Truth may be stranger than fiction, but what if fiction is passing for the truth? From “America’s Next Top Model, to “Flavor of Love”, to “The Bachelor” (and MANY more)- what’s real with hyper-realism? We talk with journalist Jennifer L. Pozner at the top of the hour about her book, Reality Bites Back.

Tune in to The Callie Crossley Show, WGHB, at the top of the hour — and call in at 877-301-8970!




Three chances to catch Reality Bites Back in Bay Area and LA


Quick hit (more details when I’m not deadly exhausted): I’m doing two events in San Francisco and one in L.A. this week. Hope to see you there!

More details mid-day Monday




Saturday, Nov. 13: Reality Bites Back at National Women’s Studies Association conference


Quick reminder from the events calendar: if you’re at the National Women’s Studies Association conference, there are two chances to catch me and Reality Bites Back on Saturday, Nov. 13 in Denver, CO.

I’ll be talking shop, saying hi and signing books at a Seal Press-hosted wine and cheese reception for Reality Bites Back, from 5:10 – 6:10 in the Seal Press booth. Bring your questions, your feedback, your critiques, your love-hate relationship with your favorite guilty pleasure…whatever you’ve got, if you’re at NWSA, I want to hear it!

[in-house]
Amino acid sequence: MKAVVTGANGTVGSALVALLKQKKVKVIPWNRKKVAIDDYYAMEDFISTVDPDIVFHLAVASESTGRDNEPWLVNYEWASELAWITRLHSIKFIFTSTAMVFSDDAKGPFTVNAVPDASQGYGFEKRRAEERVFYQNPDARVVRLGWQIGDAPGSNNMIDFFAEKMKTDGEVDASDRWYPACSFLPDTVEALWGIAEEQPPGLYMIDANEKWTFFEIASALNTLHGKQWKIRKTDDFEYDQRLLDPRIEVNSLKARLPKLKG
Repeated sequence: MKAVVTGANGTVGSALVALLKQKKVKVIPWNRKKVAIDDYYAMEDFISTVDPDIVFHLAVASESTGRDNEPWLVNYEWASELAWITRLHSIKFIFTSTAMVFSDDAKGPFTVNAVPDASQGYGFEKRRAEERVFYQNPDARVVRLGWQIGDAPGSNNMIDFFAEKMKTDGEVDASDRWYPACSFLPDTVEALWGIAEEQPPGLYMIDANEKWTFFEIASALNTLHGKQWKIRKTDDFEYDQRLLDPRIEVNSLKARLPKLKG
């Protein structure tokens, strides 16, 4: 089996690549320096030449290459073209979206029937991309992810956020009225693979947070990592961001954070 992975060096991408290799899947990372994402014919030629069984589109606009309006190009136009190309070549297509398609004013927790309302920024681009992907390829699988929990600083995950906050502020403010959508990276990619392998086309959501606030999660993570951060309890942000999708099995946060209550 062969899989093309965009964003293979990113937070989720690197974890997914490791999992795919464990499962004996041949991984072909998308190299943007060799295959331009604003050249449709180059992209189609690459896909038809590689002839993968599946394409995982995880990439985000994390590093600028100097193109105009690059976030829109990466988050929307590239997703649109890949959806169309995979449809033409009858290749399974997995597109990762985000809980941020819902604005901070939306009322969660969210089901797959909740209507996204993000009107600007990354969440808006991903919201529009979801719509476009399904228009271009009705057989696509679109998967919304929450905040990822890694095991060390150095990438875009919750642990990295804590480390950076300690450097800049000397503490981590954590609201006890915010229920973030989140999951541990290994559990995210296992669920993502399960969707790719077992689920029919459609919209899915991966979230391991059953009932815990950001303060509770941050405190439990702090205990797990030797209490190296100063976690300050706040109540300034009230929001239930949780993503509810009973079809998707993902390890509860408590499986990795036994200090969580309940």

And earlier, at 9:25am, I will be moderating “Gender, Race, Sexuality, and Documentary Filmmaking,” a panel held in the Plaza Concourse Level / Plaza Court 8 AV. Participants and presentations include:

Documenting Ourselves: Creative Scholarship on the Margins
*Theresa Renee White (California State University, Northridge)

Iltezam and the Women’s Contingent in Budrus: Documentary Film as Feminist Intervention and Solidarity Praxis
*Jessica Devaney (Just Vision)

Of Rights and Representation: A Transnational Feminist Analysis of “Lakshmi and Me.”
*Swati Bandi (State University of New York, Buffalo)

Queering the Good Book: Analyzing Itineraries of Emotion in “For the Bible Tells Me So”
*Elizabeth A Gailey (The University of Tennessee)




Newsweek reviews Reality Bites Back: “Everything I Learned About Women I Learned From Reality TV” (Plus: my slideshow: “Reality TV’s 9 Worst Stock Characters”)


As a long-time media critic, I can tell you that

this is not a sentence I’m accustomed to writing: Corporate media gave me a huge gift yesterday.

As I traveled to Denver (to moderate a panel and have a wine and cheese reception for my book at the Women’s Studies Association conference), Newsweek’s Jessica Bennett reviewed Reality Bites Back in a lively feature headlined, “Everything I Learned About Women I Learned From Reality TV.” Her subhead that says it all: “Which means I must think they’re all desperate, competitive, plastic-surgery-obsessed bimbos. The problem? Today’s reality entertainment is a lot more like fiction.”

I couldn’t be happier with Benett’s take on the book and the issue of representation of women in this genre throughout the last decade. She writes:

If your main source of knowledge about women came from reality TV, this is how you’d see the world: a place where your mom is a conniving, deceitful gold digger, your sisters and girlfriends vicious and catty. You would learn that “sisterhood” is a thing of the past, as Pozner puts it—and that girl friendships are not powerful but spiteful. And you’d understand that women were put on this earth to compete for male attention—when, of course, they’re not busy pulling each other’s hair out or lounging half naked in a hot tub.